Between “Stranger in the Village” and I Am Not Your
Jovita dos Santos Pinto
James Baldwin’s writing, his persona, as well as his public speeches,
interviews, and discussions are undergoing a renewed reception in the arts, in
queer and critical race studies, and in queer of color movements. Directed by
Raoul Peck, the film I Am Not Your Negro decisively contributed
to the rekindled circulation of Baldwin across the Atlantic. Since 2017,
screenings and commentaries on the highly acclaimed film have prompted
discussions about the persistent yet variously racialized temporospatial
formations of Europe and the U.S. Stemming from a roundtable that followed a
screening in Zurich in February 2018, this collective essay wanders between the
audio-visual and textual matter of the film and Baldwin’s essay
“Stranger in the Village,” which was also adapted into a
film-essay directed by Pierre Koralnik, staging Baldwin in the Swiss village of
Leukerbad. Privileging Black feminist, postcolonial, and queer of color
perspectives, we identify three sites of Baldwin’s transatlantic
reverberations: situated knowledge, controlling images, and everyday sexual
racism. In conclusion, we reflect on the implications of racialized, sexualized
politics for today’s Black feminist, queer, and trans of color movements
located in continental Europe—especially in Switzerland and France.
The power of vulnerability interrogates the new language of vulnerability that has emerged in feminist, queer and anti-racist debates about the production, use and meanings of media. The book investigates the historical legacies and contemporary forms and effects of this language. In today’s media culture, traumatic first-person or group narratives have popular currency, mobilising affect from compassion to rage to gain cultural visibility and political advantage. In this context, vulnerability becomes a kind of capital, a resource or an asset that can and has been appropriated for various groups and purposes in public discourses, activism as well as cultural institutions. Thus, politics of representation translates into politics of affect, and the question about whose vulnerability counts as socially and culturally legible and acknowledged. The contributors of the book examine how vulnerability has become a battleground; how affect and vulnerability have turned into a politicised language for not only addressing but also obscuring asymmetries of power; and how media activism and state policies address so-called vulnerable groups. While the contributors investigate the political potential as well as the constraints of vulnerability for feminist, queer and antiracist criticism, they also focus on the forms of agency and participation vulnerability can offer.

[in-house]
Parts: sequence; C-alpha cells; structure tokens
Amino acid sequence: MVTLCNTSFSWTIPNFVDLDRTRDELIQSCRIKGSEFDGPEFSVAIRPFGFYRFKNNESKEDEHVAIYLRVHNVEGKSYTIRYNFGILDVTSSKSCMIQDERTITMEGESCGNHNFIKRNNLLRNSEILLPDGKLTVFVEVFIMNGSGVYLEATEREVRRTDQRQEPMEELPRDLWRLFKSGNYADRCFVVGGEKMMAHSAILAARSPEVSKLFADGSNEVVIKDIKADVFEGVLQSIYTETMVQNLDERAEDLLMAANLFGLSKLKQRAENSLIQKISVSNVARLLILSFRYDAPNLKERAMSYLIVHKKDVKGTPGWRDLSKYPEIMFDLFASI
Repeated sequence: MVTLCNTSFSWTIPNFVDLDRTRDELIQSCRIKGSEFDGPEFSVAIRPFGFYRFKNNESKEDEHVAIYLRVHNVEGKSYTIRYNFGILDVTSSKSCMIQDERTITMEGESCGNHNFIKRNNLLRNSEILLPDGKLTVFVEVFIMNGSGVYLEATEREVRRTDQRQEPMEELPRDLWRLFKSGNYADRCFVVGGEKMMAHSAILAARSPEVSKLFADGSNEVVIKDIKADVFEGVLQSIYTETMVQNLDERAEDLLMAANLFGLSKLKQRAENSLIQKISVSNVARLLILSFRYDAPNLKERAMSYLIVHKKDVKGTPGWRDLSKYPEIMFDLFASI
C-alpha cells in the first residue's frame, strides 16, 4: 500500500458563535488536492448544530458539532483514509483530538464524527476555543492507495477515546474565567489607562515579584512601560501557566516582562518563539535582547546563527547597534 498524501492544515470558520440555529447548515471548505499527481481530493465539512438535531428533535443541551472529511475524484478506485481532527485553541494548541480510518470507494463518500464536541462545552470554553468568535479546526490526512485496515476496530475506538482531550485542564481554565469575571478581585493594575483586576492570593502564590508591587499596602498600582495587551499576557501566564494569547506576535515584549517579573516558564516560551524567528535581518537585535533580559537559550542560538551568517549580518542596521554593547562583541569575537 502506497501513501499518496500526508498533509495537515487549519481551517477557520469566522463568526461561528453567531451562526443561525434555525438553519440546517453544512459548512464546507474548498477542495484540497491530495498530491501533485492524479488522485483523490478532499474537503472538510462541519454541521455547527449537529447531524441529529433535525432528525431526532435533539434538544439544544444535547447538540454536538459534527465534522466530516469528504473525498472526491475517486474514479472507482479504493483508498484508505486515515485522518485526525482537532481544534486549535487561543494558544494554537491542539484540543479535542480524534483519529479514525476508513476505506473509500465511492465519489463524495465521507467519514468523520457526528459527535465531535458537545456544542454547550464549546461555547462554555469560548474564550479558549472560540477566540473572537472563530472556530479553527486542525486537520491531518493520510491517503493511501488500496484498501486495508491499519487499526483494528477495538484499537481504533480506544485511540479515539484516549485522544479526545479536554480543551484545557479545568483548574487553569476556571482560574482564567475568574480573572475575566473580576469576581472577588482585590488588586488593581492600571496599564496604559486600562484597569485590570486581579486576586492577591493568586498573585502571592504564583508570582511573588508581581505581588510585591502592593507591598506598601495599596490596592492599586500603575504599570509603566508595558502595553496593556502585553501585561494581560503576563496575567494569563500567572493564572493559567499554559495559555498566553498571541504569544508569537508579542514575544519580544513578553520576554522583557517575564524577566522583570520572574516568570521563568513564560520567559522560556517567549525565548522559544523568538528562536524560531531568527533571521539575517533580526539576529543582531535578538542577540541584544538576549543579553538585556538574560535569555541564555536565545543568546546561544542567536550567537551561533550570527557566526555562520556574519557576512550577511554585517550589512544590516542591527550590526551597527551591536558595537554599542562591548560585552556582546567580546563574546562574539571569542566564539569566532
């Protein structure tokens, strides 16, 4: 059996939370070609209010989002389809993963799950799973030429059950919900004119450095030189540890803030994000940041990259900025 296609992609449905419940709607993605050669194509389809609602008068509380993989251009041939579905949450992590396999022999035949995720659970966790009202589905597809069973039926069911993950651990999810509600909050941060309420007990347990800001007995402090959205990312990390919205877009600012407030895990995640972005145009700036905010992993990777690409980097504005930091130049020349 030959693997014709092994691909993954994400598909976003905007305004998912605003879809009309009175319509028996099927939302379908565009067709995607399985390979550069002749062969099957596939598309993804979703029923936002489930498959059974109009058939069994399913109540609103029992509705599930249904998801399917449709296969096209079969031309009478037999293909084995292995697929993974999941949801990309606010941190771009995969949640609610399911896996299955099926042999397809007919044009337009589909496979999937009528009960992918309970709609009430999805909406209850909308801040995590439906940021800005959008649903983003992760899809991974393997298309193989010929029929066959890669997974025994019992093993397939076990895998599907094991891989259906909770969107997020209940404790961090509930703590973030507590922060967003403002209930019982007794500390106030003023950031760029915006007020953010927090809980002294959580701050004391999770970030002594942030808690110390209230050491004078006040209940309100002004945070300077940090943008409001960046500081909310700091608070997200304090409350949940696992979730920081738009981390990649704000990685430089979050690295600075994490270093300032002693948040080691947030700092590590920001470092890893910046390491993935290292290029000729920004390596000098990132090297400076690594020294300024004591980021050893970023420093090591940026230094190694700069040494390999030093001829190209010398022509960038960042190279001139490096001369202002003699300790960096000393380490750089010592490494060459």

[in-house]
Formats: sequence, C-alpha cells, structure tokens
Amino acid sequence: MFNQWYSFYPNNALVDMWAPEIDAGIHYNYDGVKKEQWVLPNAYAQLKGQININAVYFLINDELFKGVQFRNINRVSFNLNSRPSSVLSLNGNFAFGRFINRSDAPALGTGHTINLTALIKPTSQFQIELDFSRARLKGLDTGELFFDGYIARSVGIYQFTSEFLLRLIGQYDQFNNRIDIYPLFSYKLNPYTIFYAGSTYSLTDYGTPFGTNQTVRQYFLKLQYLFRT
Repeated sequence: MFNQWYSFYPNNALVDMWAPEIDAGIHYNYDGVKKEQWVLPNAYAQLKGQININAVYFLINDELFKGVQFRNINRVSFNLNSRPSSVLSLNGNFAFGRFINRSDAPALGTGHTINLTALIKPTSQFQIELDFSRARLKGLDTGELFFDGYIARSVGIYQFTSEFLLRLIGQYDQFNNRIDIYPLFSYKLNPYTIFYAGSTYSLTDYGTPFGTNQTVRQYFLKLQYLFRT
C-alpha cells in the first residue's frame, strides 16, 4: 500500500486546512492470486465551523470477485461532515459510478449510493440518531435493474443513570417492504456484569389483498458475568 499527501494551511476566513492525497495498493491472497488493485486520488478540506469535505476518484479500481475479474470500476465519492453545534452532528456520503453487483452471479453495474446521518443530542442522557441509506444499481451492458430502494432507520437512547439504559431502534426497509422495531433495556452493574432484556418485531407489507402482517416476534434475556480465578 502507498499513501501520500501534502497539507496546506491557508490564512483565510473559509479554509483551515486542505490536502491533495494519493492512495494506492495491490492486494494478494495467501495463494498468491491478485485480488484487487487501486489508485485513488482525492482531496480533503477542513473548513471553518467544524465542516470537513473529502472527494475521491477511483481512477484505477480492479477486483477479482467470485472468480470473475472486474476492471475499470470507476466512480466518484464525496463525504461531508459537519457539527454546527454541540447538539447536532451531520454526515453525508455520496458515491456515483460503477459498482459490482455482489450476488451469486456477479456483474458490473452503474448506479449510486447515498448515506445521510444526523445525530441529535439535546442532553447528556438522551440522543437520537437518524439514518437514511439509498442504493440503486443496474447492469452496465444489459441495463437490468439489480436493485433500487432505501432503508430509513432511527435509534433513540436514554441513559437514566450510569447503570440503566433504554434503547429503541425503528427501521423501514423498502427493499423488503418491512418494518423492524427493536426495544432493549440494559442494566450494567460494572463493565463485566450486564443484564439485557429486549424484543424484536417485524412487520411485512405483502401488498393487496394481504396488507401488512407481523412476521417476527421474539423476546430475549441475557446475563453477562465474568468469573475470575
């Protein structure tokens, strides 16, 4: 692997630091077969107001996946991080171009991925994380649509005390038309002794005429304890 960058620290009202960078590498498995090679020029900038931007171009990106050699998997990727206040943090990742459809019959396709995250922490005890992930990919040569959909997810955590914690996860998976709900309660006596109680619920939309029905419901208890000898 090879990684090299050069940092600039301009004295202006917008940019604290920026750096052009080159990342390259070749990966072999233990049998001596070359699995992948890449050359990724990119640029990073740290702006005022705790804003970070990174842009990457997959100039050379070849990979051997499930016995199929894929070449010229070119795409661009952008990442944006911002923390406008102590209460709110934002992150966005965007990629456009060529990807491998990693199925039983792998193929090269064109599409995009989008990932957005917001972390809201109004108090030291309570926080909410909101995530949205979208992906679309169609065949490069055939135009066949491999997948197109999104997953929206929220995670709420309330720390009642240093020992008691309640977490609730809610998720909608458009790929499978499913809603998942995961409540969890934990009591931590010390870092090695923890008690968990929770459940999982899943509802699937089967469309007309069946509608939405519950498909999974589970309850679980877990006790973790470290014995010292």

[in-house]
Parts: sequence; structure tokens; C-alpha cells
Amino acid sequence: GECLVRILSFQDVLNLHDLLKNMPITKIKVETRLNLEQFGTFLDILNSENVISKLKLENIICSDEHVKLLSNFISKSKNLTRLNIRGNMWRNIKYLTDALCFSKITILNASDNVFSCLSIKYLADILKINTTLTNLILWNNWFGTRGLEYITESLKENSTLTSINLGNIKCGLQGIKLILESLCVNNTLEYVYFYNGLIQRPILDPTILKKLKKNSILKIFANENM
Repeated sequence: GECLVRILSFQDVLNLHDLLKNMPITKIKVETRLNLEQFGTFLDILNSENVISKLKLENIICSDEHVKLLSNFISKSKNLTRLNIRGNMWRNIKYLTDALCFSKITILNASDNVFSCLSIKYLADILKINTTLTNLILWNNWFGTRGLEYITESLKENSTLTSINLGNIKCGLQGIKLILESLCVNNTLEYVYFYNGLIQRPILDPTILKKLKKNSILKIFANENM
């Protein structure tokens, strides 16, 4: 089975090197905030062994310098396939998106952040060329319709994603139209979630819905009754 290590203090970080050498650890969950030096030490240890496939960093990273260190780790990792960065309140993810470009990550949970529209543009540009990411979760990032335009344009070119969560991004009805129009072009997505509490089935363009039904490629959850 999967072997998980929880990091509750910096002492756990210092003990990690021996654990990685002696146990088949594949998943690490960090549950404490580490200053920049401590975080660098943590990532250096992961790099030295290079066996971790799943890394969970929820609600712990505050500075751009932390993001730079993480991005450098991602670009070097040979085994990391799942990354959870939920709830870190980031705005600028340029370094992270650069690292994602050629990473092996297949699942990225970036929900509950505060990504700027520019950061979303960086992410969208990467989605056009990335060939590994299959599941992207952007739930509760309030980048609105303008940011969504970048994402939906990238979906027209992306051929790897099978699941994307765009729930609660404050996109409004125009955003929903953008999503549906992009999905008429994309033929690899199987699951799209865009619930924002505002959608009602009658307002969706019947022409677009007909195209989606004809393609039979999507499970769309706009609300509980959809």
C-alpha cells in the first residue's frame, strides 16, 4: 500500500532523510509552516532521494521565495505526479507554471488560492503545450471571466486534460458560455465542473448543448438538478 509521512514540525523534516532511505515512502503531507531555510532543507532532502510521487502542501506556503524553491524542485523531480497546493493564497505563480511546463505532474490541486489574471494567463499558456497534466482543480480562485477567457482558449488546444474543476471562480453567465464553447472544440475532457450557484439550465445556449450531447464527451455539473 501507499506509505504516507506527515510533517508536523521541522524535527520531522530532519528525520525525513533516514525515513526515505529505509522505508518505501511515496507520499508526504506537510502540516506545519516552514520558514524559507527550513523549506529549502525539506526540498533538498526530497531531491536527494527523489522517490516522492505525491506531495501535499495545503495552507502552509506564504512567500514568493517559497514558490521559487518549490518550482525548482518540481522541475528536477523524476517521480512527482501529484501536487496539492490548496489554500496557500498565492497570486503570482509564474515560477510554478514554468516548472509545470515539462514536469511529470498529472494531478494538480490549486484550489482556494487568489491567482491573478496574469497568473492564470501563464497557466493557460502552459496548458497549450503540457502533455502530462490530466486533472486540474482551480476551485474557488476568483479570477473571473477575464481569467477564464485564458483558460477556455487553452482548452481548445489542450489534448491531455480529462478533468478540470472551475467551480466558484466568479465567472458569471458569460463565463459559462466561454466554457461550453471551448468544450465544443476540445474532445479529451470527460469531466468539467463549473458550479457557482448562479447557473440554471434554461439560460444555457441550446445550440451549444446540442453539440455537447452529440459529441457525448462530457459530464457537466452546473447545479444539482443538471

–or safer –spaces online.
The point of departure for this chapter is my own initial doubt, even confusion, about trigger warnings. As a feminist media scholar long involved
in interrogating ‘bad feelings’, and convinced they serve a purpose in
Vulnerability as a battleground
challenging unjust power structures (Kyrölä, 2015; 2017), I felt such warnings
ring disconcertingly of avoidance –and it seems that this point of departure
is shared by most feminist, queer and criticalracestudies scholars who
have participated in the public debate so far. However
(2016) have critiqued the move to redefine vulnerability in
contradistinction to victimisation, since if victims are not seen as victims
this may inadvertently feed into politics which does not prioritise changing
injustices. Cole suggests, furthermore, that there needs to be a clear distinction between those that are injurable and those who are already injured.
Expectedly, many feminist, queer, and criticalracestudies scholars have
turned to other or nearby concepts instead of vulnerability to address the
tensions between injury and power. Butler herself has, for
What does race have to do with the Yugoslav region?
identifications with symbolic histories and geographies of race. They include not only identifications with ‘Europe’ as a space of modernity, civilisation and (criticalracestudies would insist) whiteness, but also analogies drawn between ‘Balkanness’ and ‘blackness’ in imagined solidarity, as well as the race-blind anti-colonialism of Yugoslav Non-Alignment (which, under Tito, cast the leader of this European country as a model of national liberation for the Global South). The Yugoslav region is increasingly likely to be thought of as ‘post-conflict’ and ‘postsocialist’, the
and why the capacity for
empathy – long celebrated in Anglo-American feminism – no
longer appears to be such a straightforward ethical virtue when read
through the double lens provided by affect and criticalracestudies.
Engaging with philosophical theories, Lobb views the empathy of the
white feminist as an acutely ambivalent affect – one tied up in
complex ways with the asymmetric power relations